You just had a beer with your colleagues and didn’t understand a word they were saying. It’s like they were speaking in some strange DevOps-Cloud-Mandarin-Chinese dialect. No worries, take a look at our lexicon of basic DevOps and cloud-related terms and concepts. This wasn’t intended to be a comprehensive reference, but rather a gentle intro and just-enough-guide to get you going.
Cloud – physical or virtual servers where your applications are running. These servers can be located on unknown location outside your company or well-known location right in your basement. It doesn’t matter. Server location is completely irrelevant to users. They take server existence for granted. Like electricity or running water. You might have heard the famous joke “There is no cloud, it’s just someone else’s computer”.
Container – new virtualization method (something similar to traditional virtual machines, only much more optimized!). Also, a new (practically standard) way of packaging and delivering applications. Most-popular type of containers are Docker containers.
Kubernetes – runtime platform for containers. If we think of containers as something similar to virtual machines, then Kubernetes is something similar to hypervisor. It does a massive job of running containers, scaling containers in case of increased load, restarting containers in case of errors, scheduling containers on different nodes in order to balance load, handling networking so all containers can talk to each other and much more. Kubernetes is open-source product that originated in Google. Today we have other products based on Kubernetes, some of them are Red Hat OpenShift and IBM Cloud Private.
12-factor Apps – guidelines describing a new way of designing and implementing applications optimized for running in the cloud. In the beginning, there were 12 of these guidelines. Hence the name. Meanwhile, couple of new ones emerged so today we also hear of “15-factor Apps” and “Beyond the Twelve-Factor App”. Guidelines deal with things like how to properly store source code, externalize configuration, create application logs (and so on…) in a way that maximizes benefits of cloud environment. You can take a look for yourself here [https://12factor.net/].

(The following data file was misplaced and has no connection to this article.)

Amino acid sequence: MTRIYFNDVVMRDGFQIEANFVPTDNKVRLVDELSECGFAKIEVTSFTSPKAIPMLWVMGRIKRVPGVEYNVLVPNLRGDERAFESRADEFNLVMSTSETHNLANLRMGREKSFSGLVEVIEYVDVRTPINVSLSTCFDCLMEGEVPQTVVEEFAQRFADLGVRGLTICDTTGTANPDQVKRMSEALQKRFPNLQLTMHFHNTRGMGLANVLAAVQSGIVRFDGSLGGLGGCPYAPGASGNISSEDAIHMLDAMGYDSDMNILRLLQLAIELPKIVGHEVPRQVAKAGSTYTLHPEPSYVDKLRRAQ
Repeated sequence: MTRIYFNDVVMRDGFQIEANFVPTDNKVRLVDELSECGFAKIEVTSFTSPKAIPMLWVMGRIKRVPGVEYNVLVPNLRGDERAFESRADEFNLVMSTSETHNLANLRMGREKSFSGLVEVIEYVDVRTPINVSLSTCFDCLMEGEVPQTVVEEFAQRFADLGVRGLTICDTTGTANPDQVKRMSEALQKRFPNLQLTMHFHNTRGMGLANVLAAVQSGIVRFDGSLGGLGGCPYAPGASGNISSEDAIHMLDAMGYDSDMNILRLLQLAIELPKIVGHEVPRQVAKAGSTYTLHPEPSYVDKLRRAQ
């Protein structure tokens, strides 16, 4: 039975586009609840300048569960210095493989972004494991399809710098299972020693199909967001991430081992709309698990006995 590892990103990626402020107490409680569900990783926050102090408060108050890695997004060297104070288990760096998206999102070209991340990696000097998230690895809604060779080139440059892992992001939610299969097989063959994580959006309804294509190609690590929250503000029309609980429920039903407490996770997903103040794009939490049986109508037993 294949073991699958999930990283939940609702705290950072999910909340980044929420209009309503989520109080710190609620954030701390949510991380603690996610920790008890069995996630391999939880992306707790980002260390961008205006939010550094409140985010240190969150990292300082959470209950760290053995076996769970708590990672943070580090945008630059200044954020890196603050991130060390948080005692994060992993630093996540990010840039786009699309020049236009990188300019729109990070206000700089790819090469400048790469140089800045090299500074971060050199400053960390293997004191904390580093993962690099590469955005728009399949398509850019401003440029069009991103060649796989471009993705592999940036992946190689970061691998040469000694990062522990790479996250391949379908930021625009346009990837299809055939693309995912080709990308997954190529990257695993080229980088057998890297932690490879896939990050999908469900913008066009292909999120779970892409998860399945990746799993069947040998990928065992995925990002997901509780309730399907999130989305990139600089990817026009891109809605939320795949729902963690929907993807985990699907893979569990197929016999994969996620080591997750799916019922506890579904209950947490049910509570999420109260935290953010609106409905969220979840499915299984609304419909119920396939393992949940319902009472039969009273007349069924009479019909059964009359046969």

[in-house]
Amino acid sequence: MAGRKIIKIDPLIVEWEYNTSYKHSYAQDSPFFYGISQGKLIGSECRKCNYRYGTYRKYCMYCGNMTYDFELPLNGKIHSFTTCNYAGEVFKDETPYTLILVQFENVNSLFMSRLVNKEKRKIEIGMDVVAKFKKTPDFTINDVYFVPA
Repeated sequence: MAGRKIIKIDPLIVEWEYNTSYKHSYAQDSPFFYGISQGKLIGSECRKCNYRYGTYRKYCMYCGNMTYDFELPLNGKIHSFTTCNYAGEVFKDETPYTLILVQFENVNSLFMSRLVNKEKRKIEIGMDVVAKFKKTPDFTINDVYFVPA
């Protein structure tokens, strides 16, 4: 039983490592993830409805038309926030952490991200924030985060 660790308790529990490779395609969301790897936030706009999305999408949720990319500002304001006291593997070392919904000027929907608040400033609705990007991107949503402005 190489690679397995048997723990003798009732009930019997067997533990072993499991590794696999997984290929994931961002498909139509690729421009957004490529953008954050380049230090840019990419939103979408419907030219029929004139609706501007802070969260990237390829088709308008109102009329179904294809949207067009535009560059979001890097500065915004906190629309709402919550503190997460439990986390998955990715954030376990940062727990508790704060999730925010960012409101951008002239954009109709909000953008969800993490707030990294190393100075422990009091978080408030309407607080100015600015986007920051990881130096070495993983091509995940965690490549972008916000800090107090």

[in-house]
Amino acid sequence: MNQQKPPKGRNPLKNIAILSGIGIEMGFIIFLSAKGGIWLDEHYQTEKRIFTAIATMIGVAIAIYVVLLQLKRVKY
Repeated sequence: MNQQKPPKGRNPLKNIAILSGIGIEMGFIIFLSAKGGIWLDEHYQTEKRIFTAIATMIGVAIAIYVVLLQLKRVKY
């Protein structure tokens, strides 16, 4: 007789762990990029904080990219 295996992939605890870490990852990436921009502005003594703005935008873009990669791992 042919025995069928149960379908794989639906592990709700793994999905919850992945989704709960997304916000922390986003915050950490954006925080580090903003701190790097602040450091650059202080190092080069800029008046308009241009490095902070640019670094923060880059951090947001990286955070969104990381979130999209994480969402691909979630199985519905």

Microservice architecture – architectural choice that promotes building large applications by linking smaller units – microservices. Microservices are small(ish), independent parts of business logic that are independently implemented, deployed and run. Microservices are typically packaged in containers and run on a platform such as Kubernetes. Microservice architecture promotes independence of different functional parts of the system. Each part can be developed independently, by its own cross-functional team, using technology that best suits the needs. Microservice architecture also enables better system scaling – in case of increased load on particular part of the system, it is possible to spin up additional instance of that particular part (microservice) instead of additional instance of the whole application. This approach significantly saves resources!
DevOps – a term that describes culture in which Development people and Operations people work together from the very beginning of the project to define and automate process of packaging, installing, promoting and running applications across all environments. There are two key aspects of DevOps culture. The first one is organizational since Dev and Ops must work together in order to deliver value (working software), instead of stepping on each other’s toes. The other one is technical and deals with automating as much of application lifecycle as possible to save time and reduce operational risk.
Delivery pipeline – process that aims to automate as many steps as possible, from building and packaging application to installing and running it in runtime environment. This process is typically defined using tools such as Jenkins, IBM Urban Code Deploy, Gitlab, etc. and includes steps such as build, automated test, installation in test environment, manual user test, installation in production environment… YMMV.
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